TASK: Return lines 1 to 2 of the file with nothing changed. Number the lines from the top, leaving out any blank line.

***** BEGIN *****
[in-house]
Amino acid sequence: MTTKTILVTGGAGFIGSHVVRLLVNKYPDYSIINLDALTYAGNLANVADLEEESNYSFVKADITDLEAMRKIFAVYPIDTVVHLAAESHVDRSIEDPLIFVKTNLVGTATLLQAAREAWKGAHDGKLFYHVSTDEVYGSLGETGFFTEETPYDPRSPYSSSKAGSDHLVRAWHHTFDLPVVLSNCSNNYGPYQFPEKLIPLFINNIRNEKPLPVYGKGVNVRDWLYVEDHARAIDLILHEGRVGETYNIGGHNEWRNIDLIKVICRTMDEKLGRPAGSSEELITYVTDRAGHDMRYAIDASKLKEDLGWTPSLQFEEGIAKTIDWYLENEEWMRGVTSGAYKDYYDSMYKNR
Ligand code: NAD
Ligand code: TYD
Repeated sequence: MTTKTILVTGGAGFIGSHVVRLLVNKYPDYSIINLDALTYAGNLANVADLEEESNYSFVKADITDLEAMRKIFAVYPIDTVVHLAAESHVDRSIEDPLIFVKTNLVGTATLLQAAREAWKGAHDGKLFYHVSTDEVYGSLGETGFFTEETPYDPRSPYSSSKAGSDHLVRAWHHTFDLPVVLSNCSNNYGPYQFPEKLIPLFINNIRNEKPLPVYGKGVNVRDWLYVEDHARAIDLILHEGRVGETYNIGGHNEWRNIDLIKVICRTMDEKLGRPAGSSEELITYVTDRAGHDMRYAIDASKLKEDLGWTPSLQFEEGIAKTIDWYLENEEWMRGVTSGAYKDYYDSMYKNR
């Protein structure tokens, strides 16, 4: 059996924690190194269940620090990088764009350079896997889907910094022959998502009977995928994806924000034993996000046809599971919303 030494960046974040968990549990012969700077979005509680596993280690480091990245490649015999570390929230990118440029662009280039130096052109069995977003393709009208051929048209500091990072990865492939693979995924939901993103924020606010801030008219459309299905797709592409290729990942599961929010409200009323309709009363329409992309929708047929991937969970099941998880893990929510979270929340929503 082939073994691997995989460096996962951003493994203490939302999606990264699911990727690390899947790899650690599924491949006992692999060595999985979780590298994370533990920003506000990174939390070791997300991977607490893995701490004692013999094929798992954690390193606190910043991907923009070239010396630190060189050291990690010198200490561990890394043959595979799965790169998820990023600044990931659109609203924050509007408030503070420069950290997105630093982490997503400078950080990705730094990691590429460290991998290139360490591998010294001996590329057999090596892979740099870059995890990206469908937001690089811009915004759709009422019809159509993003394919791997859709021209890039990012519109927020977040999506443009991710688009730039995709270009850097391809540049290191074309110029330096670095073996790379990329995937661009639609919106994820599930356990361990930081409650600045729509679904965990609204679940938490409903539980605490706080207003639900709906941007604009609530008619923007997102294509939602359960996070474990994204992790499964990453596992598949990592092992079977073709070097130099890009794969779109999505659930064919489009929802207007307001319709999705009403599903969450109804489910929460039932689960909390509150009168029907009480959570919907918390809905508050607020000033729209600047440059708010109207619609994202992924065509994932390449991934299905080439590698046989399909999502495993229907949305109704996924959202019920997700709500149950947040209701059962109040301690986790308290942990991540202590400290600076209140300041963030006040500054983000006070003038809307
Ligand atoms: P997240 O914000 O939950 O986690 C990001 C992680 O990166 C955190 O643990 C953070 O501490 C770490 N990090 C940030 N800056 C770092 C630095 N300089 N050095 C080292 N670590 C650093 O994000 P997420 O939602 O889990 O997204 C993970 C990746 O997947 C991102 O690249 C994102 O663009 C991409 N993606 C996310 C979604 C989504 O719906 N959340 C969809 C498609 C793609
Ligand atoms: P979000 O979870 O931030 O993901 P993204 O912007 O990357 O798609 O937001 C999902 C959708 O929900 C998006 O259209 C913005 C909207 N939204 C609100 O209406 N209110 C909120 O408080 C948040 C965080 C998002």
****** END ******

[in-house]
Amino acid sequence: MTTKTILVTGGAGFIGSHVVRLLVNKYPDYSIINLDALTYAGNLANVADLEEESNYSFVKADITDLEAMRKIFAVYPIDTVVHLAAESHVDRSIEDPLIFVKTNLVGTATLLQAAREAWKGAHDGKLFYHVSTDEVYGSLGETGFFTEETPYDPRSPYSSSKAGSDHLVRAWHHTFDLPVVLSNCSNNYGPYQFPEKLIPLFINNIRNEKPLPVYGKGVNVRDWLYVEDHARAIDLILHEGRVGETYNIGGHNEWRNIDLIKVICRTMDEKLGRPAGSSEELITYVTDRAGHDMRYAIDASKLKEDLGWTPSLQFEEGIAKTIDWYLENEEWMRGVTSGAYKDYYDSMYKNR